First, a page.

Inhibition of CXCL5 is associated with macrophage foam cell accumulation in atherosclerotic plaques. Despite the potent neutrophil chemotaxis of CXCL5 in acute inflammatory models (2, 10, 11), the rise in CXCL5 levels observed in Apoe–/– mice fed a WD was not accompanied by neutrophil infiltration within the atheromatous plaques (Supplemental Figure 1D). Moreover, blocking CXCL5 using a specific mAb did not diminish lesion size (Supplemental Figure 2, A and B) or the infiltration of monocytes/macrophages (Figure 2, E, G, and I, and Supplemental Figure 2C), as has been observed when blocking CXCL1 and CXCR2 in murine models of atherosclerosis (6, 7). Instead, we observed an accumulation of foam cells in both the brachiocephalic artery and the aortic root lesions (Figure 2B and Supplemental Figure 2E) corresponding to macrophages (Figure 2, C, E, G, and I, and Supplemental Figure 2C) with increased lipid storage capacity (Figure 2, C, F, H, and J, and Supplemental Figure 2D). This was accompanied by a significant reduction of collagen content (Figure 2, A and D, and Supplemental Figure 2, E and F), suggesting a role for CXCL5 in both macrophage activity and plaque stability. The kinin B1 receptor has been recently described to regulate CXCL5 expression (10). This specific CXCL5 reduction also could be observed in ApoE-B1R double-knockout mice (Supplemental Figure 3A) and was associated with higher macrophage foam cell accumulation in atherosclerotic plaques (Supplemental Figure 3, D–G). These observations corroborate the role of CXCL5 in atherosclerosis, without the use of blocking Abs, and in a more chronic state with mild hypercholesterolemia (after 60 weeks of CD). However, neither of the 2 models had a change in monocytosis or plasma cholesterol levels (Table 1 and Supplemental Figure 3, B and C), suggesting that CXCL5 limits macrophage foam cell accumulation through a different route. In the context of CXCL5 inhibition, it was recently described that a subsequential increase of CXCL1 and CXCL2 as well as their upstream regulator IL-17 could lead to a greater recruitment of leukocytes or leukocytosis (11, 12). Moreover, CXCL1 and CXCL2 have both been implicated in leukocyte mobilization (13, 14) and CXCL1 has been implicated as a potent monocyte chemoattractant in atherosclerosis (15). However, this indirect effect could not account for our results, since neither expression levels of CXCL1, CXCL2, and IL-17 nor monocytosis were affected here (Table 1, Supplemental Figure 3A, and Supplemental Figure 5). Importantly, we demonstrated that exogenous CXCL5 diminished peritoneal macrophage (PM) foam cell formation in vivo (Figure 3A and Supplemental Figure 4). Taken together, these findings intimate that CXCL5 can alter the phenotype of macrophages in atherosclerosis by preventing foam cell formation.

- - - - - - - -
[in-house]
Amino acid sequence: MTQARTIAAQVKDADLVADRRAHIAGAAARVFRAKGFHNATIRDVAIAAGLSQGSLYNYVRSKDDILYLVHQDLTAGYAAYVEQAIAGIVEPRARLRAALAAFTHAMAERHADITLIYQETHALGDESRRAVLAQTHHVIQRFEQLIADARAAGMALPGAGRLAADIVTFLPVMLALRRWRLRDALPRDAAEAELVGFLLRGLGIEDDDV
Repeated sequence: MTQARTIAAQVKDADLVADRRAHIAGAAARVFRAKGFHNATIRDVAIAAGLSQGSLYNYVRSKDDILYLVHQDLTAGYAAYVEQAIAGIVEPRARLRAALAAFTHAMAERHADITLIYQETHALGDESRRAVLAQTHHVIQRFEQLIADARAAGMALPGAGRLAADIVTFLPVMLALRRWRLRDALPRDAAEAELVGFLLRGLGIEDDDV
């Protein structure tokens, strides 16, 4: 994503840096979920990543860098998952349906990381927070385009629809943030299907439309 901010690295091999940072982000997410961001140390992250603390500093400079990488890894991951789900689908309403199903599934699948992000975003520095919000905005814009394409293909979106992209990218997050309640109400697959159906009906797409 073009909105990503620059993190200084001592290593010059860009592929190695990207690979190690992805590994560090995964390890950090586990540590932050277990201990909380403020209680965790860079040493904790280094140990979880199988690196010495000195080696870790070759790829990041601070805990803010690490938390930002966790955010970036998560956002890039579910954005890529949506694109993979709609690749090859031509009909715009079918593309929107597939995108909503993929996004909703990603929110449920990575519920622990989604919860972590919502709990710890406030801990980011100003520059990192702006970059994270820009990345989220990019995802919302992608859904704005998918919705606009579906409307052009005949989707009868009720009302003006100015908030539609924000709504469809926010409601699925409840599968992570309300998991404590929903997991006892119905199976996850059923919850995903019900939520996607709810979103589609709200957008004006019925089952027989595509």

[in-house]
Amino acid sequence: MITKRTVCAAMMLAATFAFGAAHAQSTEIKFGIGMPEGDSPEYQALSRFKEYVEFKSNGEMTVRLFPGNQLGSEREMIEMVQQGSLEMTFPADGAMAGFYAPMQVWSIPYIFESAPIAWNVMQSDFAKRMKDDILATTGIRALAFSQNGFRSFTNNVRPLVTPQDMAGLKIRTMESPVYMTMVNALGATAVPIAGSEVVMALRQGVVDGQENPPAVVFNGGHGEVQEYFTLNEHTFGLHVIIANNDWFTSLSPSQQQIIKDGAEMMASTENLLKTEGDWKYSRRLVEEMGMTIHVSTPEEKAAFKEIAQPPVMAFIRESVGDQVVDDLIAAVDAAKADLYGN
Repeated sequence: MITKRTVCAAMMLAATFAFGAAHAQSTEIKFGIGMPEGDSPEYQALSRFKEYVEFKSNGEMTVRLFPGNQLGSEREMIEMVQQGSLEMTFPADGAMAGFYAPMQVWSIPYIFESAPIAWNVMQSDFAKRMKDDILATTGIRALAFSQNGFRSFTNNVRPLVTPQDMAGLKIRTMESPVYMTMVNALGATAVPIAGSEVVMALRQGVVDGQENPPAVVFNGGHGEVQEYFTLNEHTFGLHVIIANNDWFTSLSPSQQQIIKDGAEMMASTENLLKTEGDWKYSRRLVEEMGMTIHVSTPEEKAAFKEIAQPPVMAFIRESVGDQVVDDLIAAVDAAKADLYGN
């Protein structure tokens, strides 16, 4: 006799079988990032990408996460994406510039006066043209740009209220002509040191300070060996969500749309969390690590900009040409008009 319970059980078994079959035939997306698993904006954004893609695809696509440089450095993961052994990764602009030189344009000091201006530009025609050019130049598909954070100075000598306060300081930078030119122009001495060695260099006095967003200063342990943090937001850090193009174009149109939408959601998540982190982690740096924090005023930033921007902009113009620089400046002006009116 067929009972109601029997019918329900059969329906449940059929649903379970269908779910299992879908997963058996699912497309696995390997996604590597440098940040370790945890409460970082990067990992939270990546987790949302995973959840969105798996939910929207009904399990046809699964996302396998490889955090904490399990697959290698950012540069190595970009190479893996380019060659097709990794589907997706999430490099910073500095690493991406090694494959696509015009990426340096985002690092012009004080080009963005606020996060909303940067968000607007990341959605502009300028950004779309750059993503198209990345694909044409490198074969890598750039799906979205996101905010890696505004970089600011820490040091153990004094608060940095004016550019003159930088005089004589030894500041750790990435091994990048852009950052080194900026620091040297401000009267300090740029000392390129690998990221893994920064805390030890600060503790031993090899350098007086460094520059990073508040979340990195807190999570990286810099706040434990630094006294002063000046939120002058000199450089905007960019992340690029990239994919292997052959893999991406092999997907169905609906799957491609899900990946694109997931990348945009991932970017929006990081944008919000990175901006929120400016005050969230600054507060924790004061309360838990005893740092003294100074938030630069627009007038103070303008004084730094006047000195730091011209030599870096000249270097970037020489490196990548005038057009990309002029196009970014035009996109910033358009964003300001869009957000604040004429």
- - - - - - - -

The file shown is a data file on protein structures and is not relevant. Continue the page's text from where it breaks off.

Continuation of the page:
Blockade of CXCL5 is associated with macrophage foam cell accumulation in atherosclerotic plaques.Apoe–/– mice were fed a WD and treated with either IgG isotype control (IgG) or anti-CXCL5 Ab (CXCL5 Ab) for 12 weeks. (A and B) Representative images from brachiocephalic artery lesions of picrosirius red staining for collagen detection. Black asterisks indicate some foam cells. (C) Representative images of macrophages (Mac2 immunostaining) containing lipid droplets (adipophilin immunostaining) from anti-CXCL5 Ab-treated brachiocephalic artery lesions. White asterisks indicate double-positive cells. (D–F) Quantification of (D) sirius red staining, (E) Mac2, and (F) adipophilin immunostaining in brachiocephalic artery lesions. Representative images from aortic root lesions of (G) Mac2 and (H) adipophilin immunostaining. Quantification of (I) Mac2 and (J) adipophilin immunostaining in aortic root lesions. (K) Quantification of plasma IL-6 by ELISA. Data in D–F and I–K represent mean ± SEM. n =7–8. **P < 0.01. Scale bars: 100 μm (A, G, and H); 50 μm (B); 10 μm (C).